I first met Jim five years ago when he asked me to look at his property. A landscape developer, Jim wanted to know how he could apply his trade toward shooting bigger, more mature, deer.
The first thing I noticed about Jim's property was the makings of a good funnel. Imagine his land as hourglass shaped. Jim needed to make the narrow mid-section a little tighter, thereby concentrating deer around two or three stands, rather than five or six.
To do this I told Jim about a hinge cut, whereby a tree is cut ¾ of the way then pushed over. The tree stays alive through that living hinge and the canopy continues to grow year after year along the ground. These cuts act as living barriers and also provide food in the leaves and buds that are now near the ground.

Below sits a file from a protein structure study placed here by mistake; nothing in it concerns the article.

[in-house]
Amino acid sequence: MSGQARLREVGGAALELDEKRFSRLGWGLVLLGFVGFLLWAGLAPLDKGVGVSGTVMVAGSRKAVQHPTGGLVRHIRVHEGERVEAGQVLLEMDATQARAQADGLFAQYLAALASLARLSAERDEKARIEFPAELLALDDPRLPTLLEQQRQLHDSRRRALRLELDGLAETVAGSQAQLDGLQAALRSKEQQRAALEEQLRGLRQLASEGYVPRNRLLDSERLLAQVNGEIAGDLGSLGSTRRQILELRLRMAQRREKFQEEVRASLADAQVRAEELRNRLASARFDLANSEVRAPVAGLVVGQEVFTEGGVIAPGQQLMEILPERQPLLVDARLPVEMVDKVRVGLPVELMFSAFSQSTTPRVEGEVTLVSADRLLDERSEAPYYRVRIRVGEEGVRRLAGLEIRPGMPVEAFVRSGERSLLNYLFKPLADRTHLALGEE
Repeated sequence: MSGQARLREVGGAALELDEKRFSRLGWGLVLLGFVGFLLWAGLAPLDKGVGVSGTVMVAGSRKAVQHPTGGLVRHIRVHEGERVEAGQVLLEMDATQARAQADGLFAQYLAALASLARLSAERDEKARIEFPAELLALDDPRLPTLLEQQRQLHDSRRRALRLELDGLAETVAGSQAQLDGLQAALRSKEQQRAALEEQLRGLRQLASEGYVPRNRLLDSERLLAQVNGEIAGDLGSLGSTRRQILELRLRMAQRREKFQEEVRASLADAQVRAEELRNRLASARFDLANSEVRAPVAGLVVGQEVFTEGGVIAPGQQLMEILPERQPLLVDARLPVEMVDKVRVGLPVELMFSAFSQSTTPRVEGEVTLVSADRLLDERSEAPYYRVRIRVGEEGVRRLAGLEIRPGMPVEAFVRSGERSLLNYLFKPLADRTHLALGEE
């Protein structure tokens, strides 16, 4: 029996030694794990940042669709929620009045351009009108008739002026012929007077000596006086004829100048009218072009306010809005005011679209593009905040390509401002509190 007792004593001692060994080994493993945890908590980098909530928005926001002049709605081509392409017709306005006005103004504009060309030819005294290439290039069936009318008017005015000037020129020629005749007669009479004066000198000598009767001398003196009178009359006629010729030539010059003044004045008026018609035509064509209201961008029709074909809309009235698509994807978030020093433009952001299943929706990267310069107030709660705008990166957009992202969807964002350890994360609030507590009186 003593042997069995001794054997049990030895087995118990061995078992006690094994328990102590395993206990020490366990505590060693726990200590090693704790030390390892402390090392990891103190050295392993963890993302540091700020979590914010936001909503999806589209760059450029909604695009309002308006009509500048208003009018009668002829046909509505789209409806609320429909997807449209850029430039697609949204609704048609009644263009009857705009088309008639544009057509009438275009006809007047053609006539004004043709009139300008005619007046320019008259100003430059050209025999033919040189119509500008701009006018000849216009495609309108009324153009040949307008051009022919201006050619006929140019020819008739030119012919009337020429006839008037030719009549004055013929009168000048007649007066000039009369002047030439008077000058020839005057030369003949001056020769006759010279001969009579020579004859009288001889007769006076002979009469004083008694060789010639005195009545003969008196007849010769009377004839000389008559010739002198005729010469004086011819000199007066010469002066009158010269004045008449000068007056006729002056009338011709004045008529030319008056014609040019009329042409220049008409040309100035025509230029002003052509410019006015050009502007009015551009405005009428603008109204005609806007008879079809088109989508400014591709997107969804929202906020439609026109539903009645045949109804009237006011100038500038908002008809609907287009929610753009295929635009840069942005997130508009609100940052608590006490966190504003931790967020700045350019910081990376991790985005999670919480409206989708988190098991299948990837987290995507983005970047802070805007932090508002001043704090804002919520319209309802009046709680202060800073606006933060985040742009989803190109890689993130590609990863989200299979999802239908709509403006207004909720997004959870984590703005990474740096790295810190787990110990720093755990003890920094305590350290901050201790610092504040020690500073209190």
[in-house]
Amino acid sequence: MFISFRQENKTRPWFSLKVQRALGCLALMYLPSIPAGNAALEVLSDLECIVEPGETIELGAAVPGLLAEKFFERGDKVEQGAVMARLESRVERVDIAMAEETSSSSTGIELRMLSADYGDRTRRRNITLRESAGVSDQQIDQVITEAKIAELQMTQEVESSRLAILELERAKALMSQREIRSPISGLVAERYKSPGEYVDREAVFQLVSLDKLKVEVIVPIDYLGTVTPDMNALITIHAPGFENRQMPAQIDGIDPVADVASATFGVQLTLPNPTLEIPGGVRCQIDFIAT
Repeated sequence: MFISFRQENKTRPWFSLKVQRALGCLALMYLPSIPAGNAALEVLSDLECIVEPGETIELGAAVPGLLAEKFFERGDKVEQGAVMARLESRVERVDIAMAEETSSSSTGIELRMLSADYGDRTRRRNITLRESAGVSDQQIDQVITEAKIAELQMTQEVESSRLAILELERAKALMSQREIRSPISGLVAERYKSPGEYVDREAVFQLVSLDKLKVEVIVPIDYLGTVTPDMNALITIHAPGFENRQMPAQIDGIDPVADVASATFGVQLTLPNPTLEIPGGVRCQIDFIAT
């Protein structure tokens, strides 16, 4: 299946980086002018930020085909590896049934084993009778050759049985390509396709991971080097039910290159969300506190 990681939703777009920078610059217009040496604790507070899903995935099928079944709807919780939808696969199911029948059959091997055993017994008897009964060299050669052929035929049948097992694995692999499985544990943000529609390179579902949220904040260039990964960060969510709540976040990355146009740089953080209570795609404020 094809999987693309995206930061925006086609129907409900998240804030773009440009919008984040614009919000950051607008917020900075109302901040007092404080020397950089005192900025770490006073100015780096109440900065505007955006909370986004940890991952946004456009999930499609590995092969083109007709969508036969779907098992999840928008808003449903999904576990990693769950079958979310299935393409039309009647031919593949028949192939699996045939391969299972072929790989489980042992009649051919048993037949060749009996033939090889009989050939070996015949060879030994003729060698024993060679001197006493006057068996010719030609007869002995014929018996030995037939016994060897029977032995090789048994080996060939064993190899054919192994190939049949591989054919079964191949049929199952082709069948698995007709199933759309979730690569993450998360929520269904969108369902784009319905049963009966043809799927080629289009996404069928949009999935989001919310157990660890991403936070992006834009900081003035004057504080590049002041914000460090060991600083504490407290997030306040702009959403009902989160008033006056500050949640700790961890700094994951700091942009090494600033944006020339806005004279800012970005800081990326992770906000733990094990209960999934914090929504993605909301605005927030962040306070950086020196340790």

Jim is something of a timber purist and thought heresy of this technique. He called it "cringe" cutting instead of "hinge." Then one fall he came out to our deer lab in western New York and I showed him how it worked. He was converted and soon saw proof in the bucks he killed. This deer, what were calling the Cringe Buck in his honor, is just one of the many good deer he's taken in the last five years.